Ronald Baez, a 20-year-old music and literature major at the University of Massachusetts in Boston, spent several minutes chatting with Mariño. The student received a thoughtful personal tour of the work and came away impressed. "He took the time to explain his concept and his approach to painting in a way that was understandable and not over your head," Baez said. "It was great."
Rodriguez, Motos, Quiroz, Baez, and Pujada moved on to the Design District. They quickly discovered the tony neighborhood also was chock-a-block with a boisterous mass. Outside 101 Exhibit (101 NE 40th St., Miami; 305-573-2101), conga players and fire jugglers entertained a cheering crowd of close to 500 people in a tawdry circus-like atmosphere. "This is cheesy," Rodriguez remarked. "It takes away from the classiness of the event."
Inside 101, Jason Shawn Alexander's solo show, "Insomnious," featured ominous, psychologically charged canvases and drawings. One painting of a two-headed, panty-clad Asian woman uttering a primal scream froze Baez's attention. So did a work depicting a scrawny, two-faced mook dangling from puppet strings next to a naked hag ferociously tugging her own hair. The unsightly crone was painted in a deathly gray pallor, with sagging breasts and mangled genitalia that looked like chewed-up bubblegum scraped from under a school desk.
"These paintings are interesting for their technical artistry and substance," Baez remarked. "Even though they are somewhat morbid in nature, they are strong in concept and creep up on you emotionally."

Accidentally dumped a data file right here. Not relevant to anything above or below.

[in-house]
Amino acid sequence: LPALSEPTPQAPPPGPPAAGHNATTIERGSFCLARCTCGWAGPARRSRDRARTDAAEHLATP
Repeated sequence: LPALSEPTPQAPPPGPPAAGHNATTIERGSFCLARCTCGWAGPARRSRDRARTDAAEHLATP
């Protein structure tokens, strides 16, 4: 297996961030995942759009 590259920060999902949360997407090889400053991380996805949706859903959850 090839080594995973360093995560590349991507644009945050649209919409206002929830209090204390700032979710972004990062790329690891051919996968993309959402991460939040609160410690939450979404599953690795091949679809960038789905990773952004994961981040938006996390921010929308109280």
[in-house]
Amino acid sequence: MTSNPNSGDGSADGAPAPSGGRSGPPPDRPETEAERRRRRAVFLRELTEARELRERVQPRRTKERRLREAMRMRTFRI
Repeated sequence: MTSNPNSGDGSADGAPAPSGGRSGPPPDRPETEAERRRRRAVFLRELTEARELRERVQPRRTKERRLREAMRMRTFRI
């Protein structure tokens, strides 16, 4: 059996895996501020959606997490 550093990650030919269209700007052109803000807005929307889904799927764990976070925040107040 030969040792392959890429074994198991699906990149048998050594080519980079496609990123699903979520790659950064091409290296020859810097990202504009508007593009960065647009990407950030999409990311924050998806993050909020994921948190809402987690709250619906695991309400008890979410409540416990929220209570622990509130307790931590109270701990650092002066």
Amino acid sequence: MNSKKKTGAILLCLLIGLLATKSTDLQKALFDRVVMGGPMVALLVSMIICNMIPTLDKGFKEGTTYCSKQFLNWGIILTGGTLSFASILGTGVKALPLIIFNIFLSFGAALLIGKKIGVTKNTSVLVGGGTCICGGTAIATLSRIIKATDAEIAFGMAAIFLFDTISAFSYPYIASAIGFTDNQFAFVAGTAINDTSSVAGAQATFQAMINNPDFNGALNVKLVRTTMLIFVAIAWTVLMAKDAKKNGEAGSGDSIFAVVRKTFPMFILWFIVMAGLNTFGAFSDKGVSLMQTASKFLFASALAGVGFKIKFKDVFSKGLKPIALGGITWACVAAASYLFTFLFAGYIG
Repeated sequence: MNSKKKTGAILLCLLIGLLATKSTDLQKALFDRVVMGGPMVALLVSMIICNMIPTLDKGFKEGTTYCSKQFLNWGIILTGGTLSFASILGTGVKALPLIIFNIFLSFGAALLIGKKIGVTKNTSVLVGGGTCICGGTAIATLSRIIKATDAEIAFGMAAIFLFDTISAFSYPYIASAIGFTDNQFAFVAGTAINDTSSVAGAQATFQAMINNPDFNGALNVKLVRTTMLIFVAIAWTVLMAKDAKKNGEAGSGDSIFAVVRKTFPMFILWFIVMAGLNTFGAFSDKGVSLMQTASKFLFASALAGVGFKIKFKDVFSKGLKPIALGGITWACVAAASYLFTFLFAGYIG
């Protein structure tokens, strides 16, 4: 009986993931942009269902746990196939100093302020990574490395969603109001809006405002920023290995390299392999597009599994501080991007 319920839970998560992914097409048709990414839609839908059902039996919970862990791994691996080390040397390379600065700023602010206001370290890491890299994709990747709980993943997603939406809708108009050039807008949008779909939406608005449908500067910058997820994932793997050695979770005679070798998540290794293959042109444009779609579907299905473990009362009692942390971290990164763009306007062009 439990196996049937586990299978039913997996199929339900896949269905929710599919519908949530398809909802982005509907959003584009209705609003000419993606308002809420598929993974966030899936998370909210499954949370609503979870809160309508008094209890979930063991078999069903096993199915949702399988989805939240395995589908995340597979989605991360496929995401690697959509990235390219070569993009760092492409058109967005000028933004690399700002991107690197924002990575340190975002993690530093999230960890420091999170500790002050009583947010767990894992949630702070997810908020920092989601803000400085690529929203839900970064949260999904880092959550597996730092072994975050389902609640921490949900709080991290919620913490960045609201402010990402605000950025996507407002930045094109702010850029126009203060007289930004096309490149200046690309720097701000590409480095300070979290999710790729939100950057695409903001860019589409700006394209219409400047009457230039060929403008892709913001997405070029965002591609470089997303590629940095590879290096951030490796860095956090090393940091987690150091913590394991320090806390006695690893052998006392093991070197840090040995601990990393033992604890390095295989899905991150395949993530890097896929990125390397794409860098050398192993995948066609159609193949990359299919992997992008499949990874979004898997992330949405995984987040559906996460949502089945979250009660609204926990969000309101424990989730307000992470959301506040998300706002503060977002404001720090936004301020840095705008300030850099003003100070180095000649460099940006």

Sloan Schaffer, the gallery's owner, said he had sold five canvases in the $6,000 to $10,000 range that night. "We have had over a thousand people come through," he marveled. "On a 95-degree night in October, I was amazed to see so many new faces out, and that spells well leading into Basel."
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Back in Wynwood, about a half-mile away, the troupe of flame jugglers had appeared. They had migrated from the Design District and set up shop outside Nina Johnson's Gallery Diet (174 NW 23rd St., Miami; 305-571-2288). The gallery was exhibiting works by Richard Höglund, riffing on 17th-century Dutch philosopher Baruch de Spinoza's tome, Ethics. The space featured pristine canvases and drawings covered in labor-intensive graphite scrawls. A sculpture of an imploded dodecahedron cut out of black rubber hung from a black rope in the center of the room. Höglund, who lives in Paris and whose prices vary from about $2,000 to $6,500, attracted buyers for two of his drawings, and one of his canvases was placed on hold.
Last year, Johnson was among several area gallery owners who stopped serving liquor so the loons would stay away. "I did it because we didn't want to be held liable for underage drinkers and because someone spilled a martini on a sculpture last year. Now with these flamethrowers here, we don't have insurance if they set a fire outside," Johnson groaned. "Fortunately, we've had a lot of people come who appeared sick of hearing about the downtrodden economy and eager to buy or put an option on art again."
Although none of the group of Wynwood tyros purchased work, they each engaged the dealers and artists, who took time to answer their questions and make them feel welcome. That's vital at a time when some spaces have shuttered their doors and others have expressed worries over dismal sales. The local art business appears to be picking up steam as Art Basel nears, but — as with the economy overall — the future is unclear.
"Looks like the circus is still in town," Quiros quipped as he watched the flame jugglers recede into the distance in his rear-view mirror. Inside the car, the group appeared quite happy they had gotten their Wynwood cherries popped during the muggy, surreal trawl. They'll return for bigger heaps of Second Saturday.